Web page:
Lauren Trotter ’13 is a Health Science major who studied abroad in Nairobi, Kenya (SIT). Lauren explored many different facets of Kenya, but the one she focused on most was the health issues in the area.

Lauren Trotter

“Studying abroad in Kenya was the first real opportunity that I was presented with to go out into the world and try to make an impact using the tools that I had been prepared with at Gettysburg College. I was exposed to experiences where I was able to apply the information I had gained as a health science major.  I witnessed first hand the impact of nutrition, lifestyle, and socioeconomic status on one’s overall health status.  For the last month of my abroad program, I conducted an epidemiologic study in local hospitals in the coast city of Mombasa.  My study, entitled ‘Perceptions and knowledge of Malaria and the resulting effects on the health seeking behavior of people in Mombasa, Kenya,’ was a culmination of what I have learned at Gettysburg as well as what I witnessed in Kenya.”

Lauren had the opportunity to understand first-hand the severity of the health issues in Kenya, particularly in working with a woman’s organization. She provided an insightful and heartfelt description of her experience:

“One of the most eye-opening experiences for me occurred when I visited the NGO WOFAK, Women Fighting Aids in Kenya.  The NGO provides a safe haven for women who have spoken out about their HIV status, as well as providing nutritional lunches for children who have been abandoned due to AIDS.  During the visit, we learned about these services and were able to walk through the town and visit a home of one of the newest members of WOFAK.  The woman’s home was the size of most people’s bathrooms and she lived there with her five children.  I sat on her bed with 4 other students while we listened to her speak about how she became infected and the struggle of every day life.  Through the current WOFAK members, she had just recently gained the strength to accept her infection, and planned in the future to hopefully be able to tell her children.  Through her story, I learned that the negative stigma associated with AIDS is what truly facilitates its rapid transmission.  People are knowledgeable about this disease, but the fear of having it and being shunned from family and friends is enough to prevent people from getting tested or speaking out if they know their status. Sadly enough, it is a stigma that is killing a nation, and organizations such as WOFAK are working towards breaking that belief, and its members are living proof that acceptance can help lead to a long healthy life.”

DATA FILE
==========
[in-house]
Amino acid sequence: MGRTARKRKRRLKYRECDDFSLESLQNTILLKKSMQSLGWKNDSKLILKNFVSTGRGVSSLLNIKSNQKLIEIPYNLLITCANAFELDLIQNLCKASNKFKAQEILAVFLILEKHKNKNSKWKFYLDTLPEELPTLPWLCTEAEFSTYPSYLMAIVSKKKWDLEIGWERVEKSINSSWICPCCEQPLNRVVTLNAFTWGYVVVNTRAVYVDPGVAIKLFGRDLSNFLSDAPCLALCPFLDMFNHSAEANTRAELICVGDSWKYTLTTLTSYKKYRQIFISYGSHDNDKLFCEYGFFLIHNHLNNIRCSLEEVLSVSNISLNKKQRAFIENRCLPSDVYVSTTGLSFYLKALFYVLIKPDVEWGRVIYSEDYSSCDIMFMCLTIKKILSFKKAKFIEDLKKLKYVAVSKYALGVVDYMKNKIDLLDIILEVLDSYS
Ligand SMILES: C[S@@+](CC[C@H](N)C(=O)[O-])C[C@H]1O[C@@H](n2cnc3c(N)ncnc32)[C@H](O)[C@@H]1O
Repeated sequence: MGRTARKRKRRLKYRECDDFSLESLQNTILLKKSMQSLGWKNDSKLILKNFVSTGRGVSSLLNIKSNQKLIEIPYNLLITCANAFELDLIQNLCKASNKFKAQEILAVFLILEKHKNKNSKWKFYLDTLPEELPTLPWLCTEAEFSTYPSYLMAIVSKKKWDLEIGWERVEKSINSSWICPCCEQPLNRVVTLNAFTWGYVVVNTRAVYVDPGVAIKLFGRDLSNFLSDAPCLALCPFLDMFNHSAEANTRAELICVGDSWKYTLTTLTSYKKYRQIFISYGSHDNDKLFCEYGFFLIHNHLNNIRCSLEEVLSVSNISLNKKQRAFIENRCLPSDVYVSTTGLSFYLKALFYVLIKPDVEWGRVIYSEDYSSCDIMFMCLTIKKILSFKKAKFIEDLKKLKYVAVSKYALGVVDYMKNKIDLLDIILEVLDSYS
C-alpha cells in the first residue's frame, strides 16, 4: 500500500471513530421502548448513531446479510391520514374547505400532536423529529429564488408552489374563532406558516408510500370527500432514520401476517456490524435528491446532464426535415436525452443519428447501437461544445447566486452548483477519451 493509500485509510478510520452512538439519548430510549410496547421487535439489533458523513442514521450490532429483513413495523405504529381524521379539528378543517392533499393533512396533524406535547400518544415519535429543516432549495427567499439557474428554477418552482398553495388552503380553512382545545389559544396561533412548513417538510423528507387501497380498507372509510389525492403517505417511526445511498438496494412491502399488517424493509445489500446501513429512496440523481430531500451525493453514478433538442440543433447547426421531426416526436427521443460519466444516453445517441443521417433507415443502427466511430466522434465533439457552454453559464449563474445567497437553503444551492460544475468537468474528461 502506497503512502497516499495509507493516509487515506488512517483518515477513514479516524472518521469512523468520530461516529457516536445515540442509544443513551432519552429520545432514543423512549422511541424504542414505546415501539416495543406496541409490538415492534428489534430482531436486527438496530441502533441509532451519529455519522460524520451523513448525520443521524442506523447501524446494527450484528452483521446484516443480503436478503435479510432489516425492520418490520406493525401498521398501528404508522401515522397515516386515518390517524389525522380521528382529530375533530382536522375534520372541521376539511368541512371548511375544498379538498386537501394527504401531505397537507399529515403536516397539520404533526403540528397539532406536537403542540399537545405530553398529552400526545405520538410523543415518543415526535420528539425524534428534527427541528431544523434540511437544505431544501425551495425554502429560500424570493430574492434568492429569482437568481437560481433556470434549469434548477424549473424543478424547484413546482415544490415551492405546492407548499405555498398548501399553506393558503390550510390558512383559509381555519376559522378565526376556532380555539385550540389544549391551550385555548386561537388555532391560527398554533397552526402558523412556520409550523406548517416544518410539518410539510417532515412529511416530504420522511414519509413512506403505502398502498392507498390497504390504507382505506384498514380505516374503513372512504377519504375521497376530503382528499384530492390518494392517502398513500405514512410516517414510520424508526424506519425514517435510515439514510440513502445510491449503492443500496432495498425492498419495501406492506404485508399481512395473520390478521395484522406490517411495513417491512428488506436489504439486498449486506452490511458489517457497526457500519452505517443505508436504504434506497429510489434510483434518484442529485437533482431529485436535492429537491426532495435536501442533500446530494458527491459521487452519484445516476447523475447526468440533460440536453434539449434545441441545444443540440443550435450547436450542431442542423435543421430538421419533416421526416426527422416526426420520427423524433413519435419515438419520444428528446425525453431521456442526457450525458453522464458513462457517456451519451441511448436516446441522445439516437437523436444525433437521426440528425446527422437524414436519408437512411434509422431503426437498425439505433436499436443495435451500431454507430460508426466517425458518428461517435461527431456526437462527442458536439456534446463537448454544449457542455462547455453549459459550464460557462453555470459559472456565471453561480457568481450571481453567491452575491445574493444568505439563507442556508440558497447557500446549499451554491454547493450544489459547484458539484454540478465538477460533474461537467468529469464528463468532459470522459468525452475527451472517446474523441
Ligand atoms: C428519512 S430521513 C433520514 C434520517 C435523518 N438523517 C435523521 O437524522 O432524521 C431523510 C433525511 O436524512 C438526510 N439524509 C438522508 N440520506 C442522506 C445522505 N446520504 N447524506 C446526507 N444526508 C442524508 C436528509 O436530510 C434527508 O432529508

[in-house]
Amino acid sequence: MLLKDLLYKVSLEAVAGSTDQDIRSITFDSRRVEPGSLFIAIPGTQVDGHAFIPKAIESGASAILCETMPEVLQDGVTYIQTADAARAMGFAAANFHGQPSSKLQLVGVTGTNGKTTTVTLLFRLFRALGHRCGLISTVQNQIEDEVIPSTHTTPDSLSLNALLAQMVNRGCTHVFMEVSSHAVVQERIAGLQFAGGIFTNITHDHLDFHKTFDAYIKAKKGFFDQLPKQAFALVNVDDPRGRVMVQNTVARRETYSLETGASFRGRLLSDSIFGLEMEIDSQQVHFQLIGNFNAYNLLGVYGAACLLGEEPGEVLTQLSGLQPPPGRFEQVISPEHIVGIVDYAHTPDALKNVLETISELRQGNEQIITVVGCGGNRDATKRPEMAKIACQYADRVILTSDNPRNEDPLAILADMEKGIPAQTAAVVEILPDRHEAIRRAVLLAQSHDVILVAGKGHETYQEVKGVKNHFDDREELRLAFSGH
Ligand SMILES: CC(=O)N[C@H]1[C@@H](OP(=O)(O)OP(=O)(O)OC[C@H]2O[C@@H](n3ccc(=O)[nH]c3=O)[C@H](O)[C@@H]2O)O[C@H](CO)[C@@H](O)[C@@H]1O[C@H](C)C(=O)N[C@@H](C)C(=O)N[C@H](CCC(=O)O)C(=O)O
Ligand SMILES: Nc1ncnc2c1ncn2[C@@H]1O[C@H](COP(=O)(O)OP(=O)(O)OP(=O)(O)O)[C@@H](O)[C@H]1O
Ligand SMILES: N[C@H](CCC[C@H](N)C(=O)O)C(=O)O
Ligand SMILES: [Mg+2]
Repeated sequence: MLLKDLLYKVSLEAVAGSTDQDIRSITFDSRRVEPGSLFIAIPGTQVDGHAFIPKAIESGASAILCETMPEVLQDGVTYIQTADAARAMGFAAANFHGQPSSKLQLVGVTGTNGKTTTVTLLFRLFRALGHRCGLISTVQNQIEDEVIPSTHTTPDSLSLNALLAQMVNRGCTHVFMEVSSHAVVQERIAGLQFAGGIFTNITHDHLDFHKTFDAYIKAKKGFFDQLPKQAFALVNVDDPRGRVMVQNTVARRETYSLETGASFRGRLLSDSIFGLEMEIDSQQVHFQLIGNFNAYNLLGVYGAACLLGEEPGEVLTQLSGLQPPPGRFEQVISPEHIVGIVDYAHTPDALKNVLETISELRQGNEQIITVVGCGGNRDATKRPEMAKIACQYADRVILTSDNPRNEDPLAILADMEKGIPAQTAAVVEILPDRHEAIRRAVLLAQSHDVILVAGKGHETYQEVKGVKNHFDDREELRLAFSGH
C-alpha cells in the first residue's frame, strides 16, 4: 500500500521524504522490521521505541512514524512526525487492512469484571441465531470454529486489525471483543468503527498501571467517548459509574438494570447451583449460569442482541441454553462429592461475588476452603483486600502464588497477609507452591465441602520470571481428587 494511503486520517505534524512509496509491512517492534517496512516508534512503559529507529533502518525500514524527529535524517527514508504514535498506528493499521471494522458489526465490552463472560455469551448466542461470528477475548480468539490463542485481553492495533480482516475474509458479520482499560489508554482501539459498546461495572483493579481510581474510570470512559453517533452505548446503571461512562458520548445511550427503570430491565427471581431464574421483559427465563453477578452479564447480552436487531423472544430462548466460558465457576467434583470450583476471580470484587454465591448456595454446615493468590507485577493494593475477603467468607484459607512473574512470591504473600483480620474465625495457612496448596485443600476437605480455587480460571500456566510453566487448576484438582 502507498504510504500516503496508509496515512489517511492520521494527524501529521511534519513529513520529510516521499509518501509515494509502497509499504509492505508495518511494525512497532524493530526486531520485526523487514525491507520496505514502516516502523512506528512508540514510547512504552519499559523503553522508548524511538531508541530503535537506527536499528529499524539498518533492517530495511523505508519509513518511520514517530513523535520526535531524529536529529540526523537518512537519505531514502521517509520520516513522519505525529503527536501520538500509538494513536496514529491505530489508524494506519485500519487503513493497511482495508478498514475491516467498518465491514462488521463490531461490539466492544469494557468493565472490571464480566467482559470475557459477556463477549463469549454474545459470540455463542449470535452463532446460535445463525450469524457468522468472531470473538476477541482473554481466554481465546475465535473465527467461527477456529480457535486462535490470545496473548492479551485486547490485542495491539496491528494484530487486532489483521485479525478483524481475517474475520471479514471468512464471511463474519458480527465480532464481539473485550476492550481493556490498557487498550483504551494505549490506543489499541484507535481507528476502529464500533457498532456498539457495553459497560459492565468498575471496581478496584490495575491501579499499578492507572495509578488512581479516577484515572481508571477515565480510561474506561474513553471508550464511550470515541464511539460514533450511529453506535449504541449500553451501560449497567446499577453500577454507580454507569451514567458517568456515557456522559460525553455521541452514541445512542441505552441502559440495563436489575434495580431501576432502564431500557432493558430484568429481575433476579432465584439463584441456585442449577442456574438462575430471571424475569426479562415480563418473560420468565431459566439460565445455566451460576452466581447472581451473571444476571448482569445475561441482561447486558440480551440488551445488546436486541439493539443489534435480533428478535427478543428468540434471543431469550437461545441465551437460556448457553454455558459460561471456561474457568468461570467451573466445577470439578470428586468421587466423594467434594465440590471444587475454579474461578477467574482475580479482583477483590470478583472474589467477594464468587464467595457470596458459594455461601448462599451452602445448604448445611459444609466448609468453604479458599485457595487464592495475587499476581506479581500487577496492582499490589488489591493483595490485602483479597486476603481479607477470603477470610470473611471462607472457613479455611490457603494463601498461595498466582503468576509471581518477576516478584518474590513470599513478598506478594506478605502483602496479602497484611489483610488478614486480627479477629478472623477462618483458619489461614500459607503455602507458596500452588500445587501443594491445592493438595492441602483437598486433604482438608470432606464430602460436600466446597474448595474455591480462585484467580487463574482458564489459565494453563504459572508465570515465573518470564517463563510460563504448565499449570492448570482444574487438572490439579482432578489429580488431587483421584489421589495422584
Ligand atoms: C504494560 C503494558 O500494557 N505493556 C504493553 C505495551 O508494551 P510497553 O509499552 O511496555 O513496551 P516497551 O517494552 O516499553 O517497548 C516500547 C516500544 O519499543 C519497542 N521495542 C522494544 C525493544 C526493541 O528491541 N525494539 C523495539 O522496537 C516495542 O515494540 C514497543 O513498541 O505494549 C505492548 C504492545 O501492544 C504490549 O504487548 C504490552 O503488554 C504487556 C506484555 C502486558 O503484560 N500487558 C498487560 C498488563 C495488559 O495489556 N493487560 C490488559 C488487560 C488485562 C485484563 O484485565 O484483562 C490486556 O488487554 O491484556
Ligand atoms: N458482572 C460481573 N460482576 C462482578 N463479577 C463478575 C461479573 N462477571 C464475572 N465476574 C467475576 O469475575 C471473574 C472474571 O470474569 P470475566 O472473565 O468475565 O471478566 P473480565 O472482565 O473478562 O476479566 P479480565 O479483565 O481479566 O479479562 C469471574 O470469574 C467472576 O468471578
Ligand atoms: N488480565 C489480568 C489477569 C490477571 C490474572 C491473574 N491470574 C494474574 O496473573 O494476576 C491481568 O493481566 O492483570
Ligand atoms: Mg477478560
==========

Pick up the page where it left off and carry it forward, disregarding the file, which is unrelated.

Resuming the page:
Lauren is an example that there are many different ways to become involved while abroad and get a truly comprehensive education. 

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